Divide the dough in half (just pull it apart with your hands, it'll be really wet and sticky), and keep half in the refrigerator for your next loaf of bread -- it'll keep for a week or so.

Put a cast-iron pot with a lid into the oven and turn the heat to 450 Fahrenheit. (Note: if you're using a Le Creuset pot or something similar with a bakelite handle on the lid, remove the handle as it will melt at that temperature. If you remove the handle, keep the screw in the hole so the cover is airtight).

Sprinkle some flour on the half of the dough you're using now and shape it roughly into a ball. Put it on a floured surface (I use cornmeal or wheat bran) and let it sit to rise while the oven warms. Don't let it rise more than 25-30 minutes, otherwise it will spread out and you'll end up with a fairly flat loaf of bread. Sprinkle some flour or wheat bran over the top of the dough.

When the oven reaches 450 degrees, take the pot and its lid out of the oven and put the dough into the pot. Put the lid on the pot and put the pot back in the oven for 30 minutes with the lid on, still at 450.

After 30 minutes, take off the lid and let it bake another 17-18 minutes with the lid off, this gives it a beautiful dark brown colour. Remove from the oven and cool on a rack. Don't eat it warm, the texture and flavor are best if you let the bread cool fully.
 

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Discussion Starter #5 (Edited)
hmmmn are you saying outlaw cooks manage risky portfolios w mediocre results in both ...
??
i was in a lather to prepare this mouthwatering recipe on saturday but had no cabbage; what we always include when we do this recipe in collective kitchens are carrots & most green vegs like celery, zucchini w the exception of broccoli.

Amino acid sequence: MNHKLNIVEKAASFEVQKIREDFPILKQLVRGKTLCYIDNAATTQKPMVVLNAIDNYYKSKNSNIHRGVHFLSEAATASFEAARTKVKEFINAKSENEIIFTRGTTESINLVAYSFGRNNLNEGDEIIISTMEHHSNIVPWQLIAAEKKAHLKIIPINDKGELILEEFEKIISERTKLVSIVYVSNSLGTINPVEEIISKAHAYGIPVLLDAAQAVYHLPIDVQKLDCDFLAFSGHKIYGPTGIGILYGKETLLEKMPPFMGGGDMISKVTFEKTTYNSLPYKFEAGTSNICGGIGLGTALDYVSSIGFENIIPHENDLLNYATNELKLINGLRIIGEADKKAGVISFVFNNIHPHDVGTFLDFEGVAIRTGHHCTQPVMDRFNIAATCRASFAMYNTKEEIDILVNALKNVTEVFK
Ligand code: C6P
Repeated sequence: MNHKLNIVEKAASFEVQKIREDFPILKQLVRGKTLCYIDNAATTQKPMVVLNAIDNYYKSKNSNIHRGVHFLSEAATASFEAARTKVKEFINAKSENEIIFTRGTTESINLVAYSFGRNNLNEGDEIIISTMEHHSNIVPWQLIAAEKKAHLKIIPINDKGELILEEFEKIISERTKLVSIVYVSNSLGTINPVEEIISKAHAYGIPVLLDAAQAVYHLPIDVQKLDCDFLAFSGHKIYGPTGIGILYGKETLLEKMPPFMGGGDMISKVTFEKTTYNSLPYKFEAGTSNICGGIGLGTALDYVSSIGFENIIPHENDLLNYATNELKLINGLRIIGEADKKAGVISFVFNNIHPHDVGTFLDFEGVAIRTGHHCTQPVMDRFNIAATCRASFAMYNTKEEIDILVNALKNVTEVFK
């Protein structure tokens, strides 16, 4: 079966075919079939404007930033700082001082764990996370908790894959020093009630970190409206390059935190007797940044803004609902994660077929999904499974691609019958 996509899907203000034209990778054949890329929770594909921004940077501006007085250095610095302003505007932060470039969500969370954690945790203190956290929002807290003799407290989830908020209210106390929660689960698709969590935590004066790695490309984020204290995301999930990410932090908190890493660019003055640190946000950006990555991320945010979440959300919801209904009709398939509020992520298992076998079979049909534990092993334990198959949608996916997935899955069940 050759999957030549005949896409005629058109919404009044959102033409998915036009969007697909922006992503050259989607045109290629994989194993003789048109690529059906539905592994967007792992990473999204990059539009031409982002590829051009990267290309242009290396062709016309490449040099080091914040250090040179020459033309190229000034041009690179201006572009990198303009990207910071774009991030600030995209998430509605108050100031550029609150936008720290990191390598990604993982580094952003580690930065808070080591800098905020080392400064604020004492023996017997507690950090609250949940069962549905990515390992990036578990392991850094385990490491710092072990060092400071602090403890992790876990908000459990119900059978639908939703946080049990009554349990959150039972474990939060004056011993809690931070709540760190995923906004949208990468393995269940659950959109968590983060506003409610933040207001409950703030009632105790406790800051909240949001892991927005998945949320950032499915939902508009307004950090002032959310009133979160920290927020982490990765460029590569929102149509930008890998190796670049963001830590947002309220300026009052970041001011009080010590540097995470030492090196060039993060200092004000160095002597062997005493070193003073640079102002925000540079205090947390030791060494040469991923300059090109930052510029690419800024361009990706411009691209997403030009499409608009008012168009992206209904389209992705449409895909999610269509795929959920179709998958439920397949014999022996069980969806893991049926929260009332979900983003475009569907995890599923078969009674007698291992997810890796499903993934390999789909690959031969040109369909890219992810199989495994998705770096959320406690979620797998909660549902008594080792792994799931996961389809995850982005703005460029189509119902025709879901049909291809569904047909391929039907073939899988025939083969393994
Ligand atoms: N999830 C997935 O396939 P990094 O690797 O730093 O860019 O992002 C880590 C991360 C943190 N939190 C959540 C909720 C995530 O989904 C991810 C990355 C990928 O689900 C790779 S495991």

cardamom is la passion du jour. Add it to something at least every other day. Coffee if nothing else.

re gmp my source tells me richardson is proceeding with well-planned, friendly & orderly merger w gmp that will go on for as long as the next 5 years, at the end of which all the various existing interests in resource extraction, commodities, grains & financial services will be incorporated into one strong publicly-traded company. I bought.

gosh this editing function is weird.
like who did that ...
 

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OK, new thoughts: I just sat at my desk and ate lunch: a mango and eggplant curry my mom made, topped with goat cheese, accompanied by a coleslaw I made with napa cabbage and a homemade mayo and buttermilk dressing.

You know what: I *like* cooking (and eating). It's an added bonus for me that cooking is a (relative to the alternatives) cheap way to feed myself and my family, but honestly it is one of my main hobbies. I'd do it even if my food costs were *more* than eating prepared food. Even if my job magically provided free cafeteria food!

I think I am just frugal by nature. It's great that I can backfill some behaviour with an "and it's frugal!" justification. But the reality is that it brings me pleasure. Other things will bring other people pleasure. Some people don't like to bring lunch from home, I am sure. But if it wasn't this, it'd be...Popeye chicken or Starbucks "artisanal" sandwiches (my closest options at work). No, thanks!

So. I am not going to chastise other people for not cooking or bringing a lunch (not that I ever really have, to be honest). As long as everyone is meeting their financial goals, who am I to say what the "right path" is?